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[NSFW] ColorOrgy Hijacks Gender Norms With Cheeky Pastel Illustrations

The Arizona artist uses bright colors and kitsch to masque an otherwise subversive agenda.

Catherine Chapman

Images courtesy the artist.

This article originally appeared on Creators.

A cactus in front of a blazing sunset, with hints of an infinite gorge or waterless desert, are the typical tropes that appear in Southwest American art. But for Phoenix, AZ-based artist ColorOrgy, bright pastels and precise lines take on a different stereotype, through works that put a satirical twist on gender norms and sexuality.

"American culture, mass media, idealization of what life is supposed to be, whatever you want to call it," ColorOrgy tells Creators. "I've definitely pushed my work more towards women and their roles in society. I've always found females to be more interesting."

Study for Nature vs Nuture

ColorOrgy, known outside of the art world as Scott Wolf, has been evolving his practice over the last ten years. He derives inspiration from American pop artist Roy Lichtenstein and focuses on the portrayal and sexual objectification of both women and children found in the majority of images digested by Western culture.

Eat, Drink, and Be Married

In the piece Eat, Drink and Be Married, ColorOrgy depicts two women standing in front of a man and boy seated on a sofa in a 1950s-like setting. Another woman giggles, off to the side, as the two standing women undress, one slicing off a piece of her own backend. She's all smiles, as though serving herself for dinner is her idea of domestic bliss. Pastel pink and greens somehow nearly normalize the otherwise eerie setting.

"To me, it's an obvious satire of the typical roles of women," explains ColorOrgy. "I think a lot of the stuff that I've done can be misconstrued as misogynistic, saying that I've objectified women, but if you look past the surface, I'm usually saying something. I think, for the most part, people get it."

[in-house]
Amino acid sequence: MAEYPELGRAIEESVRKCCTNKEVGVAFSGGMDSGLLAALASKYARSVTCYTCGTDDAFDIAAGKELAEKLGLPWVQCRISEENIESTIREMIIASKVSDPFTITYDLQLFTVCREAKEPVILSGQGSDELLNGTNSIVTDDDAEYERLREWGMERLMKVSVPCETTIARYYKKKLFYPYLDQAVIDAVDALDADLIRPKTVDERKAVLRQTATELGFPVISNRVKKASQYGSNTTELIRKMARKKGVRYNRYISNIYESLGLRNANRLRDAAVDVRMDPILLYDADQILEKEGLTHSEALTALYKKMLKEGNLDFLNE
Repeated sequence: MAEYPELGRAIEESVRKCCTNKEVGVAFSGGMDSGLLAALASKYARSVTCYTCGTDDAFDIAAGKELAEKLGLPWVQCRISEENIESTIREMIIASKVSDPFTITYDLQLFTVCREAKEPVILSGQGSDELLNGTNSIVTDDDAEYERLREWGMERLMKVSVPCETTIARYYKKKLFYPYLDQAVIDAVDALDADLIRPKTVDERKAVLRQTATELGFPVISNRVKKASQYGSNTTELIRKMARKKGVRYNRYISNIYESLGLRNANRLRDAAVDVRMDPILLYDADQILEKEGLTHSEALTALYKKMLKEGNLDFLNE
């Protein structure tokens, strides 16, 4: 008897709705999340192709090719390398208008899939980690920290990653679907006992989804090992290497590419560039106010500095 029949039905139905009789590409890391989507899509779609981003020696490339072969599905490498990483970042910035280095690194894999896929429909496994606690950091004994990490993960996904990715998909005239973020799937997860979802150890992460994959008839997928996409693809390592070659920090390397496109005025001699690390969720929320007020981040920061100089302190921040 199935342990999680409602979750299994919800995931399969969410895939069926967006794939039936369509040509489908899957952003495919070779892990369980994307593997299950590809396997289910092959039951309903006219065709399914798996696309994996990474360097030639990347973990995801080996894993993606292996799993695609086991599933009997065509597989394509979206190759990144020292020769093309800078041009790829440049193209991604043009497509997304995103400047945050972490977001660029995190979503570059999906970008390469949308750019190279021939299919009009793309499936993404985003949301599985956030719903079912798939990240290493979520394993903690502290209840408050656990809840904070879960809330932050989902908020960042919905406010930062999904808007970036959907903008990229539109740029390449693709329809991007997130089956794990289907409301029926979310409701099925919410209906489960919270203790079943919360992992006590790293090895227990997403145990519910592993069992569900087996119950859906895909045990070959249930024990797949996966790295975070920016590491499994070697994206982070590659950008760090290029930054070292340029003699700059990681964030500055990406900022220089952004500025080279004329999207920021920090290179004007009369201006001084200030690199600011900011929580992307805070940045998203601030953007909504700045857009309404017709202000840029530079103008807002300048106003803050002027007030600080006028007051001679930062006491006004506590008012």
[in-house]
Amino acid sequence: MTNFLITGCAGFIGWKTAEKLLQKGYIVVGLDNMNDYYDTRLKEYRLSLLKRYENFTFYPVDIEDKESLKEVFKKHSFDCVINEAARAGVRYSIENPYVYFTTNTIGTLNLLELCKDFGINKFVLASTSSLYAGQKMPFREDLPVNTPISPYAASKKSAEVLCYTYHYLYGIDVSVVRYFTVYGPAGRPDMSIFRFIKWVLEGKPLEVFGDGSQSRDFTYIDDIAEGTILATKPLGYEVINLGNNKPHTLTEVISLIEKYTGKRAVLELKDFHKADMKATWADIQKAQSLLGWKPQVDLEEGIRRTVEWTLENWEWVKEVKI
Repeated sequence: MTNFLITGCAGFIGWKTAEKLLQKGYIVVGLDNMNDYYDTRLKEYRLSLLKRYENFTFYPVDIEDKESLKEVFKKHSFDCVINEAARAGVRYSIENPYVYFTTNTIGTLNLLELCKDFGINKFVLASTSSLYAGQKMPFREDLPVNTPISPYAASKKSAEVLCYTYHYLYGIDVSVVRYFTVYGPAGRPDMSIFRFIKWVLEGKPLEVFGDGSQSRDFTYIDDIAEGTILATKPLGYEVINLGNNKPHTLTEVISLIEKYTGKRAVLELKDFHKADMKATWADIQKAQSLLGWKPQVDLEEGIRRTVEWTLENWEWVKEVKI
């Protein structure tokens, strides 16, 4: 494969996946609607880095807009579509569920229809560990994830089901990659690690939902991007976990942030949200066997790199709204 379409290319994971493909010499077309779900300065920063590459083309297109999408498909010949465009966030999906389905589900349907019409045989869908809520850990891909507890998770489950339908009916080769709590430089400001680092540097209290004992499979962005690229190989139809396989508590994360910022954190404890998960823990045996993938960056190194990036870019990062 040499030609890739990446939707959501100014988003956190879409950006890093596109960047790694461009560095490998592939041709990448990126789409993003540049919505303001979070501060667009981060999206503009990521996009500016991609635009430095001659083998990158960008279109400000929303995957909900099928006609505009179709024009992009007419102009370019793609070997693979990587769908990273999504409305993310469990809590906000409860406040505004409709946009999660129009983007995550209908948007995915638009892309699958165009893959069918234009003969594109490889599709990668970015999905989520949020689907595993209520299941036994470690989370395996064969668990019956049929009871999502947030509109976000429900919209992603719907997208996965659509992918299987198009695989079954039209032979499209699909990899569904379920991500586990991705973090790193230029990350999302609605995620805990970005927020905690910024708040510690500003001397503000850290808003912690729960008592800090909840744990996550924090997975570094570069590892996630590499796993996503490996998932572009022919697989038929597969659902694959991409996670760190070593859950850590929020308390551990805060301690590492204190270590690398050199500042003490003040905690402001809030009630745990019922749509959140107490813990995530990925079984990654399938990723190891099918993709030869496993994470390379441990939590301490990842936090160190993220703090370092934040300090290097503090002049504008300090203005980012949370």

Not all of ColorOrgy's work includes a deep critique of society's ruling definition of what it means to be feminine. Other pieces play with the the female form, creating characters or scenes borrowed from mid-century advertising and children's book aesthetics.

Carry the Stress in the Jaw

"Everything that I do is very precisely laid out, drawn, and colored on the computer," says ColorOrgy, noting that earlier work was much more free spirited. "I get a lot of satisfaction from the cleanliness and the detail that I can achieve there."

Once satisfied, ColorOrgy creates stencils from the designs, layering color on to custom cut wood panels in various shapes, so that the image appears as a free floating shape on a wall. Having previously only used spray paint in designs, where few colors were available, ColorOrgy now employs predominately brush methods, achieving a smooth finish with a spray gun.

"I think it makes it look more like a product, like some sort of mass produced object," says ColorOrgy. "I think I've always been interested in that."

Traditionally known as a politically conservative state, Arizona seems like an unlikely place to produce gender equality seeking art, yet ColorOrgy's work changes multiple narratives, making images that get others to look past commonly accepted notions, through the use of lots of pink.

"I couldn't imagine being a woman in this day and age," says ColorOrgy. "I think there's a lot of great things happening, but I think that there's a lot of things that are not very cool."

Cold Comfort

See more of ColorOrgy's work and follow the artist on Instagram, .
here here

All year, we're highlighting 50 States of Art projects around the United States.